What I mean is create a table similar to:

ID      Type       Name
--       -----       ----------------
1        Null        Phone Type
2        Null        Address Type
3        1           Home
4        1           Mobile
5        1           Work
6        2           Home
7        2           Work

ID is the primary key and an identity field, Type = NULL defines the different types and is a foreign key to ID.

Your Phone table will have a foreign key relationship to this tables ID field.

It looks like you already have a decent grasp of data design.  There really is a fine line between good data design and denormalized slightly ON PURPOSE in favor of SIMPLIFIED REPORTING.  Reporting can be a NIGHTMARE if a database is "TOO NORMALIZED".  It may also depend on whether you have non-DB people creating reports or not.  If not, go ahead and normalize the heck out of it, but adding a few extra fields can save YOU time creating reports as well.

For my clients I tend to create a happy-medium:  I'll offer 3 phone fields (home, cell, work) and 3 email addresses, and 2 website fields all in the one contact table.  However, just in case, I have a phone table left joined to it (like you have) but also a Web table (tblWeb) which has two fields:  address, type.  The address is either an email address or a web address and the type is either email or web to distinguish the two.  I have code that sorts it for them, so when adding it, the user gets one prompt, and the software will put it in the table and show them under two different "tabs" the websites and emails (both essentially filters off the same table)  Is this making any sense?  I hope so.  This approach usually makes everyone happy.  The "quick and dirty users" that just want a program that WORKS, and the people that want to hold every website and email under the sun for a specific contact.

Anyways-- my 2c.


PurpleSladeAuthor Commented:
OK, well I guess I have enough to go on.  I guess the lesson here is that I will just have to find out the hard way the consequences of normalizing or not and whether or not my database design will lead to pain in the ass sql coding later on.  I would have liked to have seen some links to a finished database similar to mine, but maybe there are no magical links that say, hey, do it this way PurpleSlade!  At any rate, thanks for your help everyone.  I am still not sure AtlantaMike that I get the purpose of your table.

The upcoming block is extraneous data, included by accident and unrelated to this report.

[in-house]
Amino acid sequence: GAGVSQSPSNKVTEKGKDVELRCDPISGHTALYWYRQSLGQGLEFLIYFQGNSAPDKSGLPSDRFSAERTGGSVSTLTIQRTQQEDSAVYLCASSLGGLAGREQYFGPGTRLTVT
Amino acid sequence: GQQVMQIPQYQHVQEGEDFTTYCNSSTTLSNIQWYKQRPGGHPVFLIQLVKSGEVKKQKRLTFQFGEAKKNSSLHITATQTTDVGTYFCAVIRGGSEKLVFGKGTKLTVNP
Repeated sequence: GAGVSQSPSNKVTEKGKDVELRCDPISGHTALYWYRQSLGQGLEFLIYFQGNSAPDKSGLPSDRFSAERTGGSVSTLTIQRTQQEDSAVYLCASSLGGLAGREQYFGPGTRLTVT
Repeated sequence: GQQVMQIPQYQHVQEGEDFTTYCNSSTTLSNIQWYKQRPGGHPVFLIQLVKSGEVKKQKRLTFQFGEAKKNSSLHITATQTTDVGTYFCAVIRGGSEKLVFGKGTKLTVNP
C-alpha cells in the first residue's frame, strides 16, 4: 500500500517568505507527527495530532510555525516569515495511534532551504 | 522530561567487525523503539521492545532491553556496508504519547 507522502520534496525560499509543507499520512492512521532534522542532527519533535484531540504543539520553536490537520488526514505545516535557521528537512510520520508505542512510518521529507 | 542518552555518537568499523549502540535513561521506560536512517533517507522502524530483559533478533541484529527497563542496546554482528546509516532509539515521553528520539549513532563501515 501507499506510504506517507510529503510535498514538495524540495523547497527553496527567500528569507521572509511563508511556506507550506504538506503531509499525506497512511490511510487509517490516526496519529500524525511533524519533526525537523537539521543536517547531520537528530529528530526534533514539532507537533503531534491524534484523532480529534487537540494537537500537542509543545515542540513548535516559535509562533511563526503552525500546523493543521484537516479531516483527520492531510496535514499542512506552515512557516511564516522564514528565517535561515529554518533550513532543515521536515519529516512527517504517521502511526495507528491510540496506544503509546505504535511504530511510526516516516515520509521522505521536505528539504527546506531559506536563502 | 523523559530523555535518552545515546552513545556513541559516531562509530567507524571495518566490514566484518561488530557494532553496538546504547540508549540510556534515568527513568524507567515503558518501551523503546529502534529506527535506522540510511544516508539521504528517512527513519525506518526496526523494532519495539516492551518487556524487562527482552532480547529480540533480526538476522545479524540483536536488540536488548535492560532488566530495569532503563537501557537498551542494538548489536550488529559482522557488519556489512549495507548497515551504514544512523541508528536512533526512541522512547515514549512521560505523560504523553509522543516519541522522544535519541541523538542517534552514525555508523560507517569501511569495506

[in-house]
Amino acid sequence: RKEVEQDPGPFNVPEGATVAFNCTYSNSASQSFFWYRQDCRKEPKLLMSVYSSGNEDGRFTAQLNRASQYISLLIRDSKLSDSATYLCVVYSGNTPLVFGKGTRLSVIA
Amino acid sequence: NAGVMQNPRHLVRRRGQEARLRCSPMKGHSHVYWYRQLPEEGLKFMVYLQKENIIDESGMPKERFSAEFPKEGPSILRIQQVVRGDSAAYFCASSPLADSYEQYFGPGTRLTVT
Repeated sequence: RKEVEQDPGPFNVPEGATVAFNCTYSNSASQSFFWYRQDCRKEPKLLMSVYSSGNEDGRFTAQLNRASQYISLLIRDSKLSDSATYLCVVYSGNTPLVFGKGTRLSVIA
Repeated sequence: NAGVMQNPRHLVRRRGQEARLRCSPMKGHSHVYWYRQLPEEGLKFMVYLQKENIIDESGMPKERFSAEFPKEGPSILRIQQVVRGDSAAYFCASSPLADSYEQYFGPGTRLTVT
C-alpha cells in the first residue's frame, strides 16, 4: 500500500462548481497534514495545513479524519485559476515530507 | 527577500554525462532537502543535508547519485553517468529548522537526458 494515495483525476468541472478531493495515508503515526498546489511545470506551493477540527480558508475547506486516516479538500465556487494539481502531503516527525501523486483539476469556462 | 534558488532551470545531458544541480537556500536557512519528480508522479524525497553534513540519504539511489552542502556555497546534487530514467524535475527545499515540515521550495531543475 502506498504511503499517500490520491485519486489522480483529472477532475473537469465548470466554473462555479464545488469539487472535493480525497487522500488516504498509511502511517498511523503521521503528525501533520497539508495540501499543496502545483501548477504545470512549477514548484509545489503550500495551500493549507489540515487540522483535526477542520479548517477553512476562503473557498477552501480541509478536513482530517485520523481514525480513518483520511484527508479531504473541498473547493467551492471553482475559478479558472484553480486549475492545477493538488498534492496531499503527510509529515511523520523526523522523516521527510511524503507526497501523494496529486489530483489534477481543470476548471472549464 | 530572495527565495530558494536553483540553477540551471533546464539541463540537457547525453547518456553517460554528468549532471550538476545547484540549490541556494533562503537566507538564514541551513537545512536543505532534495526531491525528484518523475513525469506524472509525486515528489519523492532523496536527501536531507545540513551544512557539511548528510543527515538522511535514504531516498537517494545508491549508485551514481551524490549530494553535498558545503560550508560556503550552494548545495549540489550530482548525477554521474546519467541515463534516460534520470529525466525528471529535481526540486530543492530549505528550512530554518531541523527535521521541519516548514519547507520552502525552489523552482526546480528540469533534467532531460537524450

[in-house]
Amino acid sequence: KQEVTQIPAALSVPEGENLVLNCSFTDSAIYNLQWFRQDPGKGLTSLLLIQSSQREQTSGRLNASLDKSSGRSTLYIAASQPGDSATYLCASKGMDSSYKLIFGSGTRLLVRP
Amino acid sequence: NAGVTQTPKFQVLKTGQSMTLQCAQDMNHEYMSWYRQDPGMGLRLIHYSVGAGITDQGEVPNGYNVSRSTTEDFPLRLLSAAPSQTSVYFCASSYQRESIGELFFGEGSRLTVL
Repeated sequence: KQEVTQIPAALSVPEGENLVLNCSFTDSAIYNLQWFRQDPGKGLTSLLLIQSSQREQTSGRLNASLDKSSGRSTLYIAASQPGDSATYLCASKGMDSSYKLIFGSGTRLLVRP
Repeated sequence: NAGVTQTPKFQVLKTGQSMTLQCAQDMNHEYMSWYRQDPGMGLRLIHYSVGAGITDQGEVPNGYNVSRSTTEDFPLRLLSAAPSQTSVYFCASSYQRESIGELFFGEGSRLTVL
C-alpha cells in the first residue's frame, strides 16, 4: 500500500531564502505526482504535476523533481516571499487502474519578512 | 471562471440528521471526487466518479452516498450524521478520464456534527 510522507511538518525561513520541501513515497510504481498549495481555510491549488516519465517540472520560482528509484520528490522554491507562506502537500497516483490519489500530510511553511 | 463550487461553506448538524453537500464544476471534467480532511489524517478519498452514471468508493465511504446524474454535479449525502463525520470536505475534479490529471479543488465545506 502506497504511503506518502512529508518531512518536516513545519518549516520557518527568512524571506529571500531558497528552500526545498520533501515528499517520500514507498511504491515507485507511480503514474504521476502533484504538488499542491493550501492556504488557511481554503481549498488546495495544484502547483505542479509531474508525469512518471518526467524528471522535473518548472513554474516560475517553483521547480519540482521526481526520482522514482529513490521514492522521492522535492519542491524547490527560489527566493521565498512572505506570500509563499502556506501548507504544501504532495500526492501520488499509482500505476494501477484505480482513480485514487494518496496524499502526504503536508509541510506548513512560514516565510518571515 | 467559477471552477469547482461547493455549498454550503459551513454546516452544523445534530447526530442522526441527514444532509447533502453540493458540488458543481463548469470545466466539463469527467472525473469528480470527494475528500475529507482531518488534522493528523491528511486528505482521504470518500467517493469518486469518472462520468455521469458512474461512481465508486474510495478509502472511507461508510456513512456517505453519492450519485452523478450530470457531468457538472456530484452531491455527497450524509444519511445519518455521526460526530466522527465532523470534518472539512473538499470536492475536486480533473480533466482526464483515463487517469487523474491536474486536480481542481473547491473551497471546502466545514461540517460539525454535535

That is a way of avoiding having a PhoneTypes table,an AddressTypes table, a Salutations table, a ShoeSize table.

To normalize the table to first normal form you'd have to have a separate table for each of your types, etc.

If your list of options is small then you can create one table to store all of these options in.

There are of course pluses and minuses to doing this. Read Joe Celko's "SQL Programming Style" book. He's opposed to using a Lookup table. He makes some good points, but in reality if your database has a limited number of tables and limited number of options for a specific column (as desscribed above) then it's an easier way to handle it.

If you want true normal form you'll have a separate table for each of the types, options, etc.
PurpleSladeAuthor Commented:
Atlanta_Mike, I'm sorry I'm still not getting it --

So I have a phone table:

1     303-333-3333            1
2     303-555-5555            3

And then in your types table
1      NULL       Phone Type  ?
3         1         Home

and 1 or types is a foreign key to what?  What would the values be in that?  

I feel stupid, but can you elaborate a little?
yep... you do get it.

1          123   303-333-3333            4
2          123    303-555-5555           3

ID    TypeID     Desc
1      NULL       Phone Type
3         1         Home
4         1         Work

The TypeID denotes what the value is a type for (i.e. Phone Type in this case).

PurpleSladeAuthor Commented:
OK, now I get it, thanks.  Interesting way of doing it.
It's good for eliminating a lot of extra tables with two and three rows in them. It has it's pluses and minuses. But mostly its a little more managable.

You wouldn't want to use a lookup table for ZipCodes or something that's going to have a lot of records. Not the purpose.